John Hill shares his home with about 200 sewing machines. His passion began when he was searching for bits of second-hand furniture and kept seeing ‘beautiful old sewing machines that were next to nothing to buy’. He couldn’t resist them. Then a friend had a machine that wouldn’t work, so she asked John to look at it for her. At that stage he was not an authority on the subject, but he worked on it for three days and eventually got it going.
Later he opened up a small stand in a London market. ‘Most people seemed uninterested. Then a dealer came and bought everything I’d taken along. I thought, “Great! This is my future life.” But after that I never sold another one there and ended up with a stall in another market which was only moderately successful.’
Nowadays, he concentrates on domestic machines in their original box containers with their handbooks. He is often asked if he does any sewing with them. The answer is that, apart from making sure that they work, he rarely touches them.
As a boy, Will Smith collected hundreds of vintage cameras, mostly from jumble sales and dustbins. Later, when the time came to buy his first house, he had to sell his valuable collection in order to put down a deposit. A few years after, he took up the interest again and now has over a thousand cameras, the earliest dating from 1860.
Now Will ‘just cannot stop collecting’ and hopes to open his own photographic museum where members of the public will be able to touch and fiddle around with the cameras. Whilst acknowledging that the Royal Camera Collection in Bath is probably more extensive than his own, he points out that ‘so few of the items are on show there at the same time that I think my own personal collection will easily rival it.’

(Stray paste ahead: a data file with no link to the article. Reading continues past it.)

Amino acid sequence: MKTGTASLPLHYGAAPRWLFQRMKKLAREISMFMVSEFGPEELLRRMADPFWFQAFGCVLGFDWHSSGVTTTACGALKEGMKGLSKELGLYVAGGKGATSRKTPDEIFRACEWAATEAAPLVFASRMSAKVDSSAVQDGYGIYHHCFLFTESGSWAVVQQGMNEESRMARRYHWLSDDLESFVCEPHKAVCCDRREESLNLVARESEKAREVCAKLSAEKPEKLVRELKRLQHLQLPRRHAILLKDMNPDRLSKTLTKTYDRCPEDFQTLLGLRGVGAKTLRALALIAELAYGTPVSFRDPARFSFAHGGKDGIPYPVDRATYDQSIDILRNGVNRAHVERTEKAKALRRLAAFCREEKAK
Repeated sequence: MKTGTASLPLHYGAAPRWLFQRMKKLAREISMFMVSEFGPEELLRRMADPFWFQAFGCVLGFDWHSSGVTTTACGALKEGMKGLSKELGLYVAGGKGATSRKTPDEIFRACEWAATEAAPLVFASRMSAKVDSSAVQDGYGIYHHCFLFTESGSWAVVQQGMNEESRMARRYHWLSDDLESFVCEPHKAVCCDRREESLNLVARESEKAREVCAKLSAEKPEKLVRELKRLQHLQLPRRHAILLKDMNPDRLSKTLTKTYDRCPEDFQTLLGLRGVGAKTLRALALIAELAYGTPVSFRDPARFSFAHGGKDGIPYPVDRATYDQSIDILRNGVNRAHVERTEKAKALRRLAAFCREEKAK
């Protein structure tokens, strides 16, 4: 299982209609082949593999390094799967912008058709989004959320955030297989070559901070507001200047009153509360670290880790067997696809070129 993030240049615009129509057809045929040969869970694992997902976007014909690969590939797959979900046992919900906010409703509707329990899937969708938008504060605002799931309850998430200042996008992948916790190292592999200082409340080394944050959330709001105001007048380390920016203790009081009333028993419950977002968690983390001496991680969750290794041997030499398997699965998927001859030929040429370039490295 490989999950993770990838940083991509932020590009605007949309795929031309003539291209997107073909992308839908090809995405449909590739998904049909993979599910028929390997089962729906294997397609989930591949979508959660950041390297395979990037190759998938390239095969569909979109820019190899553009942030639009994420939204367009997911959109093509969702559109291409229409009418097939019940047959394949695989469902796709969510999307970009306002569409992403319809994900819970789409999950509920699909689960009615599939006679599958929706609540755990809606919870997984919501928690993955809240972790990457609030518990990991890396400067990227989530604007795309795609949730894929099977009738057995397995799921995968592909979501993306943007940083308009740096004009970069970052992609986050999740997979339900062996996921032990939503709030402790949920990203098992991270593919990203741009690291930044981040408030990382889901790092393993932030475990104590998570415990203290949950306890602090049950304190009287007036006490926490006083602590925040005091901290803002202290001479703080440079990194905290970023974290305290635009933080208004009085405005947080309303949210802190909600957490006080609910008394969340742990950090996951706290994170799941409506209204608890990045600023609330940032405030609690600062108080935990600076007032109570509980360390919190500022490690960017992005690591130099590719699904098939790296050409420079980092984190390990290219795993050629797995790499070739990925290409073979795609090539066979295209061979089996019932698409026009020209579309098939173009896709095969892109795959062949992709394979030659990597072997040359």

Kate Williams is one of the foremost authorities on plastics in Britain. She has, in every corner of her house, a striking collection of plastic objects of every kind, dating from the middle of the last century and illustrating the complex uses of plastic over the years.
Kate’s interest started when she was commissioned to write her first book. In order to do this, she had to start from scratch; so she attended a course on work machinery, maintaining that if she didn’t understand plastics manufacture then nobody else would. As she gathered the information for her book, she also began to collect pieces of plastic from every imaginable source: junk shops, arcades, and the cupboards of friends. She also collects ‘because it is vital to keep examples. We live in an age of throw-away items: phones, computers, hair dryers – they are all replaced so quickly.’
Kate’s second book, Classic Plastics: from Bakelite to High Tech, is the first published guide to plastics collecting. It describes collections that can be visited and gives simple and safe home tests for identification. She admits that ‘plastic is a mysterious substance and many people are frightened of it. Even so, the band of collectors is constantly expanding.’
Jane Bruce already had twenty years of collecting one thing or another behind her when she started collecting ‘art deco’ fans in the 1990s. It happened when she went to an auction sale and saw a shoe-box filled with them. Someone else got them by offering a higher price and she was very cross.
Later, to her astonishment, he went round to her flat and presented them to her. ‘That was how it all started.’ There were about five fans in the shoe-box and since then they’ve been exhibited in the first really big exhibition of ‘art deco’ in America. The fans are not normally on show, however, but are kept behind glass. They are extremely fragile and people are tempted to handle them. The idea is to have, one day, a black-lacquered room where they can be more easily seen.
Jane doesn’t restrict herself to fans of a particular period, but she will only buy a fan if it is in excellent condition. The same rule applies to everything in her house.